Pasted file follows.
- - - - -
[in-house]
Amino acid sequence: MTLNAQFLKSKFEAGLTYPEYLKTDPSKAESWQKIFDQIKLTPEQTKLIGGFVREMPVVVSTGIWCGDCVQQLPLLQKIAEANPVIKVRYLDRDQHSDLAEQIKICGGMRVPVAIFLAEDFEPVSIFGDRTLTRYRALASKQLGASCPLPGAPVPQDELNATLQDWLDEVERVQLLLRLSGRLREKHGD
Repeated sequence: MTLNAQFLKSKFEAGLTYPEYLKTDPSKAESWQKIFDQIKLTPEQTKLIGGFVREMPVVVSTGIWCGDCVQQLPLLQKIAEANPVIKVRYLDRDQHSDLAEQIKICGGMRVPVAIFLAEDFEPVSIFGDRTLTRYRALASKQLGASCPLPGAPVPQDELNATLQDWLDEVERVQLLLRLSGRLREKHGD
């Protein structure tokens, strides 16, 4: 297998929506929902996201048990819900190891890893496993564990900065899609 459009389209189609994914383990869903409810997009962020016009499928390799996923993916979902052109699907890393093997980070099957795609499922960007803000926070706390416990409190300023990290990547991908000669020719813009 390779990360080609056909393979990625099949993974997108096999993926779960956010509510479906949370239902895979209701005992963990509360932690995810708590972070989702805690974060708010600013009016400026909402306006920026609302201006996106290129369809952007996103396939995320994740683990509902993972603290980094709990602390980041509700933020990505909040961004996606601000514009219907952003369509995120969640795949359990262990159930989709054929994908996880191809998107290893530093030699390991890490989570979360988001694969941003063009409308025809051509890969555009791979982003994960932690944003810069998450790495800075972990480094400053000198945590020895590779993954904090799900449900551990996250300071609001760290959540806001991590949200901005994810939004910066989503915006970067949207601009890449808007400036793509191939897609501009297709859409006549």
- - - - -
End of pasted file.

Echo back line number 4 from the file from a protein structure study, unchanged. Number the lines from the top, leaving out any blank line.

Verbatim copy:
């Protein structure tokens, strides 16, 4: 297998929506929902996201048990819900190891890893496993564990900065899609 459009389209189609994914383990869903409810997009962020016009499928390799996923993916979902052109699907890393093997980070099957795609499922960007803000926070706390416990409190300023990290990547991908000669020719813009 390779990360080609056909393979990625099949993974997108096999993926779960956010509510479906949370239902895979209701005992963990509360932690995810708590972070989702805690974060708010600013009016400026909402306006920026609302201006996106290129369809952007996103396939995320994740683990509902993972603290980094709990602390980041509700933020990505909040961004996606601000514009219907952003369509995120969640795949359990262990159930989709054929994908996880191809998107290893530093030699390991890490989570979360988001694969941003063009409308025809051509890969555009791979982003994960932690944003810069998450790495800075972990480094400053000198945590020895590779993954904090799900449900551990996250300071609001760290959540806001991590949200901005994810939004910066989503915006970067949207601009890449808007400036793509191939897609501009297709859409006549």